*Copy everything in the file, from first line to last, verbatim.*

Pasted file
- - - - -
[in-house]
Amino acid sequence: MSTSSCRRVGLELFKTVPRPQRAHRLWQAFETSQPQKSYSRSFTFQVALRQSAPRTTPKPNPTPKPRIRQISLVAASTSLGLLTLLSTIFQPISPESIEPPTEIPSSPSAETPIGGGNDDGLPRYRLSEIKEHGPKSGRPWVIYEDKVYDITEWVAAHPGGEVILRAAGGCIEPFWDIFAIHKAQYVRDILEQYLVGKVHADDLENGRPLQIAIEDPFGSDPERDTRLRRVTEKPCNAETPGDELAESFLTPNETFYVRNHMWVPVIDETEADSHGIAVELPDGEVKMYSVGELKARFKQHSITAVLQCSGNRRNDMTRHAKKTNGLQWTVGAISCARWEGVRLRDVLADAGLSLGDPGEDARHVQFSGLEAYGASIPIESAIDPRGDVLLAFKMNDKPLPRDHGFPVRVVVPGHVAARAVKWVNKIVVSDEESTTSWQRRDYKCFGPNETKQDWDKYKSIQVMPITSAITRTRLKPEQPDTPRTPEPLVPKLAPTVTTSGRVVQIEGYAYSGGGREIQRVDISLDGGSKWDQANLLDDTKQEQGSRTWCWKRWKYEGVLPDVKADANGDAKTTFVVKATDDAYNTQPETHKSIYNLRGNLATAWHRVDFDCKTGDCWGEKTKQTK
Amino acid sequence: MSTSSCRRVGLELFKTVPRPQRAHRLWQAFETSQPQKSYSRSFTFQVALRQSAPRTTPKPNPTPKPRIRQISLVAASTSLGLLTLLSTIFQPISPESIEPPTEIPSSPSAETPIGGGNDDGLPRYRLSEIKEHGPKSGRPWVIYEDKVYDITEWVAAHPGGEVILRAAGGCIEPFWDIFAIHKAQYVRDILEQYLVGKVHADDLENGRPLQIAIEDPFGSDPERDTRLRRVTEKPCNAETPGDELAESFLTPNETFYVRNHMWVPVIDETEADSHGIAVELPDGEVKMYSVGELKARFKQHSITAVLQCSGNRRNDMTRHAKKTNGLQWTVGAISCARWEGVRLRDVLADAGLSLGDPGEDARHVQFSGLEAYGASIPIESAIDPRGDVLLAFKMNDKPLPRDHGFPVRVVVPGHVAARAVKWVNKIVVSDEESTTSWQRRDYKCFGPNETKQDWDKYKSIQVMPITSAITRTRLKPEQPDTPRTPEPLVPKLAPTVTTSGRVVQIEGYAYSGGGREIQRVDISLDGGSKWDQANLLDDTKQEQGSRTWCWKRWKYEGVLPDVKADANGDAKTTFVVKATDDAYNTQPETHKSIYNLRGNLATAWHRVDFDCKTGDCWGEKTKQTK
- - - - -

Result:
[in-house]
Amino acid sequence: MSTSSCRRVGLELFKTVPRPQRAHRLWQAFETSQPQKSYSRSFTFQVALRQSAPRTTPKPNPTPKPRIRQISLVAASTSLGLLTLLSTIFQPISPESIEPPTEIPSSPSAETPIGGGNDDGLPRYRLSEIKEHGPKSGRPWVIYEDKVYDITEWVAAHPGGEVILRAAGGCIEPFWDIFAIHKAQYVRDILEQYLVGKVHADDLENGRPLQIAIEDPFGSDPERDTRLRRVTEKPCNAETPGDELAESFLTPNETFYVRNHMWVPVIDETEADSHGIAVELPDGEVKMYSVGELKARFKQHSITAVLQCSGNRRNDMTRHAKKTNGLQWTVGAISCARWEGVRLRDVLADAGLSLGDPGEDARHVQFSGLEAYGASIPIESAIDPRGDVLLAFKMNDKPLPRDHGFPVRVVVPGHVAARAVKWVNKIVVSDEESTTSWQRRDYKCFGPNETKQDWDKYKSIQVMPITSAITRTRLKPEQPDTPRTPEPLVPKLAPTVTTSGRVVQIEGYAYSGGGREIQRVDISLDGGSKWDQANLLDDTKQEQGSRTWCWKRWKYEGVLPDVKADANGDAKTTFVVKATDDAYNTQPETHKSIYNLRGNLATAWHRVDFDCKTGDCWGEKTKQTK
Amino acid sequence: MSTSSCRRVGLELFKTVPRPQRAHRLWQAFETSQPQKSYSRSFTFQVALRQSAPRTTPKPNPTPKPRIRQISLVAASTSLGLLTLLSTIFQPISPESIEPPTEIPSSPSAETPIGGGNDDGLPRYRLSEIKEHGPKSGRPWVIYEDKVYDITEWVAAHPGGEVILRAAGGCIEPFWDIFAIHKAQYVRDILEQYLVGKVHADDLENGRPLQIAIEDPFGSDPERDTRLRRVTEKPCNAETPGDELAESFLTPNETFYVRNHMWVPVIDETEADSHGIAVELPDGEVKMYSVGELKARFKQHSITAVLQCSGNRRNDMTRHAKKTNGLQWTVGAISCARWEGVRLRDVLADAGLSLGDPGEDARHVQFSGLEAYGASIPIESAIDPRGDVLLAFKMNDKPLPRDHGFPVRVVVPGHVAARAVKWVNKIVVSDEESTTSWQRRDYKCFGPNETKQDWDKYKSIQVMPITSAITRTRLKPEQPDTPRTPEPLVPKLAPTVTTSGRVVQIEGYAYSGGGREIQRVDISLDGGSKWDQANLLDDTKQEQGSRTWCWKRWKYEGVLPDVKADANGDAKTTFVVKATDDAYNTQPETHKSIYNLRGNLATAWHRVDFDCKTGDCWGEKTKQTK